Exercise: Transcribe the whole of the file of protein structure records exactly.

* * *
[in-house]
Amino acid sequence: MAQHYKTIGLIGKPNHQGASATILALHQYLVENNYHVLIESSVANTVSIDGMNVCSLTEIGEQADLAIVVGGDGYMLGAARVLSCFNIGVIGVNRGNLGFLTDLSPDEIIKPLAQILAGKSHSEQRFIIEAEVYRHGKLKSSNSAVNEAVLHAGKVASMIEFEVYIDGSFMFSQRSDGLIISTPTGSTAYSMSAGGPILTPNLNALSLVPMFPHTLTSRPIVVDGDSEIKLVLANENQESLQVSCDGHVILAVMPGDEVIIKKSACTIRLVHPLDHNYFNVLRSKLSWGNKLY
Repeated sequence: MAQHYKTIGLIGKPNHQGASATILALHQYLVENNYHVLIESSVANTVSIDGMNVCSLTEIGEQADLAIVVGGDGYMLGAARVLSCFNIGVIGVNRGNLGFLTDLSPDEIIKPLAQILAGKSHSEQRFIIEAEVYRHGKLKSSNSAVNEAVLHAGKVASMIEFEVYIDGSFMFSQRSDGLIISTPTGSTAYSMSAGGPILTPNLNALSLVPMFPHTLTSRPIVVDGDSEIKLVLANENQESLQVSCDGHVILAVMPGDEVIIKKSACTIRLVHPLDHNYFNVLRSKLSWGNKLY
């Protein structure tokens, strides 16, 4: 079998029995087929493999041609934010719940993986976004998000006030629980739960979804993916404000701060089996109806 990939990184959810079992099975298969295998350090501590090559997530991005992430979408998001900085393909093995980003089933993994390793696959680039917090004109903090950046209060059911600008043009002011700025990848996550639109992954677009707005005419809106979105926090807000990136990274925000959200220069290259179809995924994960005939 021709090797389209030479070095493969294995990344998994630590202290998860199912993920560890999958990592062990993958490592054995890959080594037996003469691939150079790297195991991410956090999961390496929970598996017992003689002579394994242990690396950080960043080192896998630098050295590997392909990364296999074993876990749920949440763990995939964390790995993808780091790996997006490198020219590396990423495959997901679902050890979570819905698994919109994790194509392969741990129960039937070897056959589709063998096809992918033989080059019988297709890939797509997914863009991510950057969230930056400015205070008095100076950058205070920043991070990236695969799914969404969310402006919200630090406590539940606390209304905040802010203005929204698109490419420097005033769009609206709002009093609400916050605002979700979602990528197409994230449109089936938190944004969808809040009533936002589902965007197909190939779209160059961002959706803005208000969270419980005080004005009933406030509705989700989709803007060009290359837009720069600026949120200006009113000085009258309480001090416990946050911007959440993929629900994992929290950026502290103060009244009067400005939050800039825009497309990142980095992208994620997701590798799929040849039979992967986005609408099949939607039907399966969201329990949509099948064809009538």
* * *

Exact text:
[in-house]
Amino acid sequence: MAQHYKTIGLIGKPNHQGASATILALHQYLVENNYHVLIESSVANTVSIDGMNVCSLTEIGEQADLAIVVGGDGYMLGAARVLSCFNIGVIGVNRGNLGFLTDLSPDEIIKPLAQILAGKSHSEQRFIIEAEVYRHGKLKSSNSAVNEAVLHAGKVASMIEFEVYIDGSFMFSQRSDGLIISTPTGSTAYSMSAGGPILTPNLNALSLVPMFPHTLTSRPIVVDGDSEIKLVLANENQESLQVSCDGHVILAVMPGDEVIIKKSACTIRLVHPLDHNYFNVLRSKLSWGNKLY
Repeated sequence: MAQHYKTIGLIGKPNHQGASATILALHQYLVENNYHVLIESSVANTVSIDGMNVCSLTEIGEQADLAIVVGGDGYMLGAARVLSCFNIGVIGVNRGNLGFLTDLSPDEIIKPLAQILAGKSHSEQRFIIEAEVYRHGKLKSSNSAVNEAVLHAGKVASMIEFEVYIDGSFMFSQRSDGLIISTPTGSTAYSMSAGGPILTPNLNALSLVPMFPHTLTSRPIVVDGDSEIKLVLANENQESLQVSCDGHVILAVMPGDEVIIKKSACTIRLVHPLDHNYFNVLRSKLSWGNKLY
């Protein structure tokens, strides 16, 4: 079998029995087929493999041609934010719940993986976004998000006030629980739960979804993916404000701060089996109806 990939990184959810079992099975298969295998350090501590090559997530991005992430979408998001900085393909093995980003089933993994390793696959680039917090004109903090950046209060059911600008043009002011700025990848996550639109992954677009707005005419809106979105926090807000990136990274925000959200220069290259179809995924994960005939 021709090797389209030479070095493969294995990344998994630590202290998860199912993920560890999958990592062990993958490592054995890959080594037996003469691939150079790297195991991410956090999961390496929970598996017992003689002579394994242990690396950080960043080192896998630098050295590997392909990364296999074993876990749920949440763990995939964390790995993808780091790996997006490198020219590396990423495959997901679902050890979570819905698994919109994790194509392969741990129960039937070897056959589709063998096809992918033989080059019988297709890939797509997914863009991510950057969230930056400015205070008095100076950058205070920043991070990236695969799914969404969310402006919200630090406590539940606390209304905040802010203005929204698109490419420097005033769009609206709002009093609400916050605002979700979602990528197409994230449109089936938190944004969808809040009533936002589902965007197909190939779209160059961002959706803005208000969270419980005080004005009933406030509705989700989709803007060009290359837009720069600026949120200006009113000085009258309480001090416990946050911007959440993929629900994992929290950026502290103060009244009067400005939050800039825009497309990142980095992208994620997701590798799929040849039979992967986005609408099949939607039907399966969201329990949509099948064809009538």